Education and the metaverse
What impact is it having on learning?
For Uma Shankar Singh what developers of new metaverse platforms need more than anything right now is critical feedback from educators, not unthinking adoption.
“The metaverse is here, and it’s not only transforming how we see the world but how we participate in it from the factory floor to the meeting room!” So tweeted Microsoft’s CEO Satya Nadella in November 2021, while setting out the company’s future vision for the corporate sector.
His tweet gives us an important clue as to what developers of new metaverse platforms have in mind for its educational application.
Virbela, Roblox, Upland, etc. are already metaverse environments or ‘metaverses’ that are evolving within the education sector which may (or may not!) significantly impact how children learn in international school settings. These platforms are in their early stages, but it is important to examine the metaverse with more than a critical eye if this new technology is going to become useful. For example, synchronizing with learning goals for different age groups while accommodating cultural differences in international school settings.
What is a metaverse?
A metaverse is a shared virtual space that lets users interact socially via avatars, synthesize information and immerse themselves in experiences with the help of virtual reality/augmented reality headsets. These are spaces which individuals otherwise would not be able to access in real life owing to distance, cost and time constraints. For example, students in a lesson on outer space may be able to access the surface of the moon virtually through VR/AR aided glasses and form a better understanding of, for example, whether the moon’s soil is suitable for growing plants or not. They may be able to perform science experiments right on the surface of the moon, interact with other students while they are there, discuss their results and ultimately come up with innovative solutions for terraforming the moon into a living world. The teacher may act as a facilitator while authentic learning can occur without wasting any valuable resources and time.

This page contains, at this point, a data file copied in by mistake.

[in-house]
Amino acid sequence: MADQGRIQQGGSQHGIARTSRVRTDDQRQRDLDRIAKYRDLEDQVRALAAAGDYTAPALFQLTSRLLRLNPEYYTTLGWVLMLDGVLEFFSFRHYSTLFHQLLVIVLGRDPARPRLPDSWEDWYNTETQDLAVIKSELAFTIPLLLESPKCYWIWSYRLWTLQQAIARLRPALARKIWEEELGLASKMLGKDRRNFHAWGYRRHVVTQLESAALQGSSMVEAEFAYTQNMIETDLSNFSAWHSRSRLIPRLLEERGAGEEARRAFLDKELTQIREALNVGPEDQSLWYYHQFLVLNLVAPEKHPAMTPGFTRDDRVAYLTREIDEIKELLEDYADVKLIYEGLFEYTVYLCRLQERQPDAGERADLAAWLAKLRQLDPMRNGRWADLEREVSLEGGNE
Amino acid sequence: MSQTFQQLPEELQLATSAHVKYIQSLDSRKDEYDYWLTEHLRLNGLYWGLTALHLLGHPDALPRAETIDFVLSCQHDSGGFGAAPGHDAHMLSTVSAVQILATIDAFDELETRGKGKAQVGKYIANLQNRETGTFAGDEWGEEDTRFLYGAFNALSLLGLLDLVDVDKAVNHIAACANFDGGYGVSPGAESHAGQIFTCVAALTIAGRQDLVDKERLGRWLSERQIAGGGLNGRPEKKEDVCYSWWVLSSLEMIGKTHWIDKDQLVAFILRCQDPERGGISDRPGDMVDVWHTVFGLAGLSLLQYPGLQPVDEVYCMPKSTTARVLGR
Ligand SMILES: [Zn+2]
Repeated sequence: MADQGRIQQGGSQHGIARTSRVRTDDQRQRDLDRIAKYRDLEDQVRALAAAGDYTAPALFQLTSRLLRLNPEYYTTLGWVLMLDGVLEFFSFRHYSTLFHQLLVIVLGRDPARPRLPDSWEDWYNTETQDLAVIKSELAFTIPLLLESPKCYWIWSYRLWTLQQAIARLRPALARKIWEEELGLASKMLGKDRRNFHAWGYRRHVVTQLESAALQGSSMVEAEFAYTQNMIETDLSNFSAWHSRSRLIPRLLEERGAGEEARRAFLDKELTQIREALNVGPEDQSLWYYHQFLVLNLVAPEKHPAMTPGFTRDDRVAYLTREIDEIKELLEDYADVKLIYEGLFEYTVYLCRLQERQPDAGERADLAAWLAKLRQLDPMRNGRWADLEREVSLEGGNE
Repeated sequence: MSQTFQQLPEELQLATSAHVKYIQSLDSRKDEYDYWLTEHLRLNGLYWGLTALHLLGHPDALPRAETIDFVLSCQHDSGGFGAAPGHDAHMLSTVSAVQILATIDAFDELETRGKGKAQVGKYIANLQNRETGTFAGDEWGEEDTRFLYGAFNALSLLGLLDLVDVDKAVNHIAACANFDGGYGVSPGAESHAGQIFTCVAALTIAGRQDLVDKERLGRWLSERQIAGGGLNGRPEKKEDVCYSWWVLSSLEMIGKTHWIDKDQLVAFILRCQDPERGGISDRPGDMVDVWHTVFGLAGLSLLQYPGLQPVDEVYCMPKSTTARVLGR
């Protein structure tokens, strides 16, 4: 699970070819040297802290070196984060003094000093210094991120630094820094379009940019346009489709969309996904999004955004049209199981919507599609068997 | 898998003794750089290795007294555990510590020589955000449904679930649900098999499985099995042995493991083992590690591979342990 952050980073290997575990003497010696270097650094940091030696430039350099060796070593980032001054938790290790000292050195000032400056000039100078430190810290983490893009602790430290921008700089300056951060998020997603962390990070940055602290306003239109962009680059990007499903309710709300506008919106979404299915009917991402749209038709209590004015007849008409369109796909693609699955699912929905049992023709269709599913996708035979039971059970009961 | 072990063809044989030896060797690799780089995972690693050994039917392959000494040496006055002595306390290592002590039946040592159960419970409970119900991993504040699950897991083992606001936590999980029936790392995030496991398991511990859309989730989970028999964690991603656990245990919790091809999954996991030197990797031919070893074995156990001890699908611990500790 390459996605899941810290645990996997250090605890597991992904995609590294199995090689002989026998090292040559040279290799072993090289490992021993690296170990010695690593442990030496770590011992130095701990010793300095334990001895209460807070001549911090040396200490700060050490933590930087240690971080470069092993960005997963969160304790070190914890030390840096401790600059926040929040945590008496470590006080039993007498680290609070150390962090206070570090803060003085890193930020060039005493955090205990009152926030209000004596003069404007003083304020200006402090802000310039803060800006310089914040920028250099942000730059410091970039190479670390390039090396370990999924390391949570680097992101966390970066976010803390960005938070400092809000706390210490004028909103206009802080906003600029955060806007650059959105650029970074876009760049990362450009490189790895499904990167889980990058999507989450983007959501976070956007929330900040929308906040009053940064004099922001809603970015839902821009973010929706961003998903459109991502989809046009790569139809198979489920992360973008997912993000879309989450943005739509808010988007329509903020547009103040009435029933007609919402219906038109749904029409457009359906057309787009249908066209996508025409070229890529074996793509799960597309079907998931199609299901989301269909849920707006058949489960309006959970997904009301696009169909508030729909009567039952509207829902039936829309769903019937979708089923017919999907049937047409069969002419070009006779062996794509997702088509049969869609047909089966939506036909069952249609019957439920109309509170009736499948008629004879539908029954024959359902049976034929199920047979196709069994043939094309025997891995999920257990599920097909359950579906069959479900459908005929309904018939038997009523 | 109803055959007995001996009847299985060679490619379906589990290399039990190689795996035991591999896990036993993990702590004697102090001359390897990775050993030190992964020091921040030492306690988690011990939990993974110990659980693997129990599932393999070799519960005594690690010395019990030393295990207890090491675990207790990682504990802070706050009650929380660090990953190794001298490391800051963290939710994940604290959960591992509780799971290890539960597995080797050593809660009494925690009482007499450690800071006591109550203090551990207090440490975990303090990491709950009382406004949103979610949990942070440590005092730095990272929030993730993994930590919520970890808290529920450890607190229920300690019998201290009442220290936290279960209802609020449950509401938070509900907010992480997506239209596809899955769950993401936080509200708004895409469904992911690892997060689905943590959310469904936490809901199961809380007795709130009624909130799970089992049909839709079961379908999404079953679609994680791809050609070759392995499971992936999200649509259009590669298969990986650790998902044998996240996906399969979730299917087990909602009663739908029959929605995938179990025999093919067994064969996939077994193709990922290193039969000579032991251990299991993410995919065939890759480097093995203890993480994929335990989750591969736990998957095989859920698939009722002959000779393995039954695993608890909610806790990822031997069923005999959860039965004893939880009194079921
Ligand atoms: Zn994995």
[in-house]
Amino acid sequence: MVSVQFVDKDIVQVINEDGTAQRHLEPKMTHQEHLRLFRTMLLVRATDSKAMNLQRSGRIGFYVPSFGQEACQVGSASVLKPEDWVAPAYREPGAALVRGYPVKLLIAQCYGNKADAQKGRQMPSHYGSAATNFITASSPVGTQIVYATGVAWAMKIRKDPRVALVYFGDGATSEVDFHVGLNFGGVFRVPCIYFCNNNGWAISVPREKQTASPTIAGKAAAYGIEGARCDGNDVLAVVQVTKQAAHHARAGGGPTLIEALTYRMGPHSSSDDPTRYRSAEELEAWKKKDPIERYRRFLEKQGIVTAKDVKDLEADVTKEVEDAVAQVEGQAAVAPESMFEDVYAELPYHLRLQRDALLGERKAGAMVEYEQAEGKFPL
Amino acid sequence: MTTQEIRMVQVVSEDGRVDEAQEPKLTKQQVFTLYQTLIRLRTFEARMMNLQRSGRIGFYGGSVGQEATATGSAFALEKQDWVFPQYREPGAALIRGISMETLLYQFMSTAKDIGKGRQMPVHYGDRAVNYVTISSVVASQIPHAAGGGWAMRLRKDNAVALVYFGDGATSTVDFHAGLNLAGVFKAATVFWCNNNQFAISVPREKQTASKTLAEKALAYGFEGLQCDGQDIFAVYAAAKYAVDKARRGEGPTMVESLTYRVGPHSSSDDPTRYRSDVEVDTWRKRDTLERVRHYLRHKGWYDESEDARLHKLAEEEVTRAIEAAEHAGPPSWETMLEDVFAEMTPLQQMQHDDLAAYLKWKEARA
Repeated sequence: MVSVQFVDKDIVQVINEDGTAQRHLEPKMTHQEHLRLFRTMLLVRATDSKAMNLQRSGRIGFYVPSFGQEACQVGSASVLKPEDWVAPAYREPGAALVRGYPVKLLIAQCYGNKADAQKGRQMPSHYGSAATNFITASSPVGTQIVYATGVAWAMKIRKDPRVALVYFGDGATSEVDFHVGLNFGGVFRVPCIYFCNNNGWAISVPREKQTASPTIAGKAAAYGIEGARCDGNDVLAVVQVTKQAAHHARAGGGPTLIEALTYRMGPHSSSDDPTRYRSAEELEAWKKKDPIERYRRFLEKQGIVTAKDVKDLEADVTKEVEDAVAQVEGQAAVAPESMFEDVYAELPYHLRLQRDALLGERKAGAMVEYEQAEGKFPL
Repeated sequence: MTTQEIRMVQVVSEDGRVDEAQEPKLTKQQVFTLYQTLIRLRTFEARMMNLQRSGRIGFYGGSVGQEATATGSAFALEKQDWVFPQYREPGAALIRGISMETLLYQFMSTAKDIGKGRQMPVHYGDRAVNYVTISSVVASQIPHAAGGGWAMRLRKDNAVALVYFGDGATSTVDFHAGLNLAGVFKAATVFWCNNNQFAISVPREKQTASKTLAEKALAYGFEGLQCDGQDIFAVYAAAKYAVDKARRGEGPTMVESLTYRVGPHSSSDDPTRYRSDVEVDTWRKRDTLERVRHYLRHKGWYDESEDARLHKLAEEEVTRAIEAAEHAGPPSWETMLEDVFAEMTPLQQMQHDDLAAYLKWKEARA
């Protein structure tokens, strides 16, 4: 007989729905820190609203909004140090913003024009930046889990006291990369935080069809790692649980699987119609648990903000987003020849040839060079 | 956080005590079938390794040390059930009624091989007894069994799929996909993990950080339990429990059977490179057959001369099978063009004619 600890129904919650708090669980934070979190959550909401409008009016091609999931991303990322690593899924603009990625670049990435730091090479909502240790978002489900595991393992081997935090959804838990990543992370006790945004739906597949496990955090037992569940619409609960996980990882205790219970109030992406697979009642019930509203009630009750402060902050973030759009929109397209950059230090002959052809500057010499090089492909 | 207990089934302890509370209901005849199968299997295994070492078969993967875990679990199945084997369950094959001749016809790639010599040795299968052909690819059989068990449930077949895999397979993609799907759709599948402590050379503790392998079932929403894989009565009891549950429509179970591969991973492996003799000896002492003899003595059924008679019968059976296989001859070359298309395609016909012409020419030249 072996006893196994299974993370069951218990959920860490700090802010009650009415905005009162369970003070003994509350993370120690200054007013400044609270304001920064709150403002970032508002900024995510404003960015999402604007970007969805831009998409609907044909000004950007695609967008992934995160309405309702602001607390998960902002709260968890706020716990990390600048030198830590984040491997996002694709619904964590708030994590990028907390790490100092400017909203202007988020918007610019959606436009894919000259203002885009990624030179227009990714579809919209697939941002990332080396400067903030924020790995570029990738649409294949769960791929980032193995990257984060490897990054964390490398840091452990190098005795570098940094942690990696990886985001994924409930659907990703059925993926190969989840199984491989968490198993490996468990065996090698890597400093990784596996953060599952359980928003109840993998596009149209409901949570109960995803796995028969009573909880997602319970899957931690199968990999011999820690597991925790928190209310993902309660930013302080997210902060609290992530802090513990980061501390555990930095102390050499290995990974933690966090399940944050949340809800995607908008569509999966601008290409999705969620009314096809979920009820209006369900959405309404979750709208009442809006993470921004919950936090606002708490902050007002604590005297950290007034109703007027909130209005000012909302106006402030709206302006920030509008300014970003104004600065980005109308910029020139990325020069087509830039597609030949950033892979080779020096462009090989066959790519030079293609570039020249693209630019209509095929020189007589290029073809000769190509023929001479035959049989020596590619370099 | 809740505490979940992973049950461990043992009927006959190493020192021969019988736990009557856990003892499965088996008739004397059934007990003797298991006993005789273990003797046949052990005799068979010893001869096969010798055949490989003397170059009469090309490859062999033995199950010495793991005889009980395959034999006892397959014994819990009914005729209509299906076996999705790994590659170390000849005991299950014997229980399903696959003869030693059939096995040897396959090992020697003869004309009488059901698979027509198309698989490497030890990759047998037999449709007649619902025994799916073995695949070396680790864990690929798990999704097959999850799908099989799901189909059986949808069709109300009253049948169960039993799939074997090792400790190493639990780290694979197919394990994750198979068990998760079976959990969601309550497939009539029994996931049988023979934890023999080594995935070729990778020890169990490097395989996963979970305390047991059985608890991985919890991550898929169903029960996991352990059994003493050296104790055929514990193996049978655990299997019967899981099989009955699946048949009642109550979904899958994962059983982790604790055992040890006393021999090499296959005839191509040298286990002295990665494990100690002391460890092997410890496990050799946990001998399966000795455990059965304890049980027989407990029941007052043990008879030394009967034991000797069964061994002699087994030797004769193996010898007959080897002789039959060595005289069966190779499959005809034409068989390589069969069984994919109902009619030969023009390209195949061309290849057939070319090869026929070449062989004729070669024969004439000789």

Hitting the ‘pause to think’ button
Even though proponents of metaverses argue that these environments may entirely change the way education is perceived and developed, there are some major aspects of this apparently exciting world that require critical examination.
Firstly, are developers of these platforms taking into account how teachers want to teach and how their students learn.
We’ve seen it all before as smartphones were taking off and the market was being flooded with new educational apps. According to one paper “Putting Education in ‘Educational’ Apps: Lessons From the Science of Learning” (2015) developers in small and large tech enterprises flooded app stores with educational apps of dubious value. Many were mostly irrelevant or had very little educational content in them. Even though there was huge potential to transform learning, opportunities were being lost because there was little in the way of interaction between the developers of the apps, researchers and the users (teachers).